You all know I have a soft spot for the PDR (Puddle Duck Racer). Eleven months ago I wrote a post about how a Finn, Perttu Korhonen, modified the standard 8’X4′ PDR into a cool, but tiny, weekender. http://houseboatshantyboatbuilders.wordpress.com/2010/10/ In today’s issue of Duckworks (if you haven’t bookmarked this great blog, do it now) there was this video of Perttu taking a cruise on Lake Konnevesi. The lake is located in the middle of the country and the whole area seems to be covered with lakes. http://maps.google.com/maps?t=h&hl=en&ie=UTF8&ll=62.613562,26.559448&spn=0.721399,1.774292&z=9&vpsrc=6&output=embed
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I love the Ocean Explorer but I’m not sure I’d want to have one in Finland. I understand that summers are great there. They had it on a Thursday last year. Take a ride with Perttu in this YouTube video…
Shamelessly stolen from Boat Bits who undoubtedly ripped it off from some other location but certainly words to live by.
As my regular readers know I love the Puddle Duck Racer. It’s an ugly but easily built boat that can get you out on the water for a couple of hundred bucks and a couple of weekends worth of work. The web site proclaims: “The PDRacer is a one designe racing sailboat that is basically a plywood box with a curved bottom, and is the easiest boat in the world to build. Free plans, free club. The rules are aimed at keeping the lower 10″ of all hulls the same, but the rest is up to the builder. A simple hull can be made from 3 sheets of plywood, Titebond II glue and latex house paint. If you work hard for two weekends you can go sailing on the 3rd weekend.”
I doubt there is a group of sailors anywhere in the world that have more fun than the owners of these boats. Many have made some remarkable voyages in the Texas 200 the last couple of years and no matter what kind of boats the other participants of the 200 are sailing it seems everyone pulls for the little guys.
Back on October 22 I wrote about a “cruising” version of the boat and suggested that I thought the PDR Goose would be more suitable for a minimalist, easily built inexpensive boat. I did not, however, explain what the Goose was.
The PDR Goose is a stretched-out 12′ version of the PDR and it’s fast building its own following. The Racer has a Yahoo site for its devotees,http://groups.yahoo.com/group/pdracer the Goose recently formed one, too: http://groups.yahoo.com/group/pdgoose/ Unlike the PDRacer, the Goosers (oooooo, that tickles) do not want the boat to become a racing class. They’ll leave that to the one-design class PDRacer. Hey, the boats are cheap and there’s no reason you couldn’t have one of each. The advantage of the larger Goose is that you can more comfortably take along additional crew on your adventures.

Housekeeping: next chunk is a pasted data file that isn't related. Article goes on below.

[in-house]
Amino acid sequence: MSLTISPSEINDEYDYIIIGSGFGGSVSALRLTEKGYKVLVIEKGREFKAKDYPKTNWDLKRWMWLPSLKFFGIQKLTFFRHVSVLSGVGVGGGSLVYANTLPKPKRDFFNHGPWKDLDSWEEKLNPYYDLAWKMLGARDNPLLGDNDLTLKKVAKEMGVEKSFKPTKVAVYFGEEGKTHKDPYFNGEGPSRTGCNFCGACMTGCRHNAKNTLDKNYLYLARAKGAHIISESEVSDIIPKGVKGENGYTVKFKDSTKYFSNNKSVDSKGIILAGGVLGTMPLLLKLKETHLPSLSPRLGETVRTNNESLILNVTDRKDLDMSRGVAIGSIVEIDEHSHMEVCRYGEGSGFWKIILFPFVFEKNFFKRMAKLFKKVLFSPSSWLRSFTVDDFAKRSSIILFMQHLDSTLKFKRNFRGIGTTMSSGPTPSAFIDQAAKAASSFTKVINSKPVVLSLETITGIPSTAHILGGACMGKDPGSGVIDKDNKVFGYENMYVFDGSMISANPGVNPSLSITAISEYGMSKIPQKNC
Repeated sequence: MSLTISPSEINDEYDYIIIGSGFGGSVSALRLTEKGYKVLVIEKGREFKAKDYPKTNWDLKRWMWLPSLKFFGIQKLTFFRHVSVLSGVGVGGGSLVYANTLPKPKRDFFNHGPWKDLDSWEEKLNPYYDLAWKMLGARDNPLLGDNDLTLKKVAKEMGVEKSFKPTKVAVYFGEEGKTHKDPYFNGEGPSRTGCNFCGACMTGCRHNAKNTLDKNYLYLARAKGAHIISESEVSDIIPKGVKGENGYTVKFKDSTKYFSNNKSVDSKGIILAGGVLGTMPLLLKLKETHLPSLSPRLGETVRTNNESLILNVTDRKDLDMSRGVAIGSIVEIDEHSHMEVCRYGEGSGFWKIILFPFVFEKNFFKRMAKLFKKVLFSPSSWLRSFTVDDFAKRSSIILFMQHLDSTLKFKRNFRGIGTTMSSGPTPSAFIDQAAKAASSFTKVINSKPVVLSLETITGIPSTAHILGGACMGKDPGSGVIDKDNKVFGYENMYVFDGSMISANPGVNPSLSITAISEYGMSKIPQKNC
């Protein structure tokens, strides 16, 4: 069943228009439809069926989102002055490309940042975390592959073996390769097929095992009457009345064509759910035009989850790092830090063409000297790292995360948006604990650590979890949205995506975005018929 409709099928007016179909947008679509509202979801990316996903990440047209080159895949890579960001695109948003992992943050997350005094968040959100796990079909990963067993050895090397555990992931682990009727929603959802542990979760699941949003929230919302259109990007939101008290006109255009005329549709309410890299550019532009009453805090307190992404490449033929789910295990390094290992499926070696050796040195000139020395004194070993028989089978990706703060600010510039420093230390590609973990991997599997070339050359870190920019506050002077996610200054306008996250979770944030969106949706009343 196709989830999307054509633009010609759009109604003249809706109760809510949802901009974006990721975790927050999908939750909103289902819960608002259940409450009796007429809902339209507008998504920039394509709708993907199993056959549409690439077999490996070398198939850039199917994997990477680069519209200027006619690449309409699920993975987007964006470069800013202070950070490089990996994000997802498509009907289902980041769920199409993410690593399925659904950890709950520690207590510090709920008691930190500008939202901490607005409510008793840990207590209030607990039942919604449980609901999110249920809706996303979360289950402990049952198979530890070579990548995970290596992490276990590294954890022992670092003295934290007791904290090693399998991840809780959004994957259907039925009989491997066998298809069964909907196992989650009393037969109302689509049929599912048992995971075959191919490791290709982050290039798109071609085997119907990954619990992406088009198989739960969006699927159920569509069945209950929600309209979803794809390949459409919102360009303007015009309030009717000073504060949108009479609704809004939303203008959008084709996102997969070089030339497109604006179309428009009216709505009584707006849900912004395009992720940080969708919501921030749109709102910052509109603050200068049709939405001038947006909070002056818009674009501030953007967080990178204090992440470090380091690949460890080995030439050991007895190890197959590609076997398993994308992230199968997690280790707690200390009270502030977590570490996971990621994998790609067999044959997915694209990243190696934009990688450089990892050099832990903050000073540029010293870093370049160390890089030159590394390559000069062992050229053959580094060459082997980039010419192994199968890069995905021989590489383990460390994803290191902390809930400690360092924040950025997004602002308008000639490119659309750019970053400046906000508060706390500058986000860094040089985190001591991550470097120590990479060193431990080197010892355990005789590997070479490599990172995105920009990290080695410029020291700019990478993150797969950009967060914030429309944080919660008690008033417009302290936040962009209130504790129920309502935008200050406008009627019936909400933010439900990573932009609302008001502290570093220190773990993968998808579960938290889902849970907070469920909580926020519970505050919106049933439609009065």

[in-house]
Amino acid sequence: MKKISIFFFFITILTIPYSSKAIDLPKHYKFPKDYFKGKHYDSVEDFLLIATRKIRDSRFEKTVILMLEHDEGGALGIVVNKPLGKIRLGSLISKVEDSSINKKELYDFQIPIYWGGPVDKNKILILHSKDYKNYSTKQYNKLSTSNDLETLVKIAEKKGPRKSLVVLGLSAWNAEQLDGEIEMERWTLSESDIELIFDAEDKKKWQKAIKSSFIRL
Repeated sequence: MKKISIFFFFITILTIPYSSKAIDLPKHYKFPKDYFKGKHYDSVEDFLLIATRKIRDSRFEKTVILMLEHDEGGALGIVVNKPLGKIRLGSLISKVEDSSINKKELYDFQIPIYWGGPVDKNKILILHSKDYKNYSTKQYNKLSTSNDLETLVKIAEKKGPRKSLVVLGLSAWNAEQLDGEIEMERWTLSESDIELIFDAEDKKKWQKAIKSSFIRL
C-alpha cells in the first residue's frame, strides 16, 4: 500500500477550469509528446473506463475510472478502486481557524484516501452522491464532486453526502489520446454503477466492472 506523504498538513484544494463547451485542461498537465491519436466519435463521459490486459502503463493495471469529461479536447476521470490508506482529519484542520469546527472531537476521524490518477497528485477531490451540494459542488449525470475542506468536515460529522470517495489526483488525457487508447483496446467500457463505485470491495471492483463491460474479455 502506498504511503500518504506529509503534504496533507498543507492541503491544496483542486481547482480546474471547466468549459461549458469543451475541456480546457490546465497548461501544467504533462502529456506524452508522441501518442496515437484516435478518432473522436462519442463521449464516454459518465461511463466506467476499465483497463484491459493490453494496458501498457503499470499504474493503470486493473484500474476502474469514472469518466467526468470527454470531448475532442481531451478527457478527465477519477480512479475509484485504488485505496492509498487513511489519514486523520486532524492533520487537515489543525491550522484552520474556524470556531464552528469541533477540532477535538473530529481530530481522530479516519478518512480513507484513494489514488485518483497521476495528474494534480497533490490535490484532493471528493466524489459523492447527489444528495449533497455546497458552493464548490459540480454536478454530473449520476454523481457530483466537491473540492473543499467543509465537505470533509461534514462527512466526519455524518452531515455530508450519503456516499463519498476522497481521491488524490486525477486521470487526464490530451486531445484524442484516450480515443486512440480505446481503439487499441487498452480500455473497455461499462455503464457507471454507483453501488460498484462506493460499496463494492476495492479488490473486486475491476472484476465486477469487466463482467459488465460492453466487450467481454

This morning in one of my favorite boating blog sites, Duckworks, there was a post in the next-to-last article giving a link to several YouTube videos of a completed Goose under sail. While the Duck is rather clunky having a length to beam ratio of only 2:1 at 4’X8′ but the elongated Goose is 3:1 at 4’X12′. Not only does it look good it seems to sail great as seen here.
And it will get up and plane:
To see more videos of this nice craft underway click this link:
Plans can be downloaded from Duckworks here: http://www.duckworksbbs.com/plans/storer/pgr/index.htm. A good story with lots of photos on the building of a Goose.
Filed under adventure, homemade boats, Microcruising, Minimalist Cruising, PDGoose, Puddle Duck Goose, Puddle Duck Racer, sailboats, sailing, Small boat cruising, Small Sailboats
The only “sure cure” for sea sickness is to sit peacefully under a tree until the feeling passes.
Any regular reader of this blog knows I have a real soft spot in my heart for the Puddle Duck Racer. Naturally it was only a matter of time before someone expanded on the concept and turned one into a minimalist cruising reality. Probably the first to do it was Jason Nabors, who built the Tenacious Turtle which he entered in the epic Texas 200. Not really a race but more of a “cruise” up through the semi-protected waters along the Texas coast.
A bit crude in its execution and jarring to the eyes of anyone who loves classic boat lines as I do, I still thought it was one of the neatest things I’d ever seen.
Of course the Aussies couldn’t leave the simple PDR well enough alone and came up with the OZ PDR which is a bit flashier than the original. Now,Perttu Korhonen, in collaboration with Michael Storer who came up with the OZ design, has come up with the Ocean Explorer. No offense, Jim, but this one really has a chance of taking off.
Plans for building this wonderful little boat are available at Duckworks for $40 US. The set which is downloadable in PDF form from the above link consist of around 95 pages of drawings, photos and text which should provide you snow-bound dreamers with plenty to ponder this winter and hopefully kick-start you to build one yourself. You can get more photos here: www.woodworkforums.com/f169/ultimate-cruising-pdr-120306/
Personally I think I’d want to use these plans as an inspiration for modifying the PDR Goose, the expanded 12′ version of the original 8-footer. It would allow you more room for supplies and, possibly, a companion.
“Walk the plank,” says Pirate Jim.
“But Capt. Jim, I cannot swim.”
“Then you must steer us through the gale.”
“But Capt. Jim, I cannot sail.”
“Then down with the galley slaves you go.”
“But Capt. Jim, I cannot row.”
“Then you must be the pirate’s clerk.”
“But Capt. Jim I cannot work.”
“Then a pirate captain you must be.”
“Thank you, Jim,” says Capt. me.
But it SUCKS to be the crew!
Interested in small boat sailing as I am? Here’s a good site I stumbled upon today: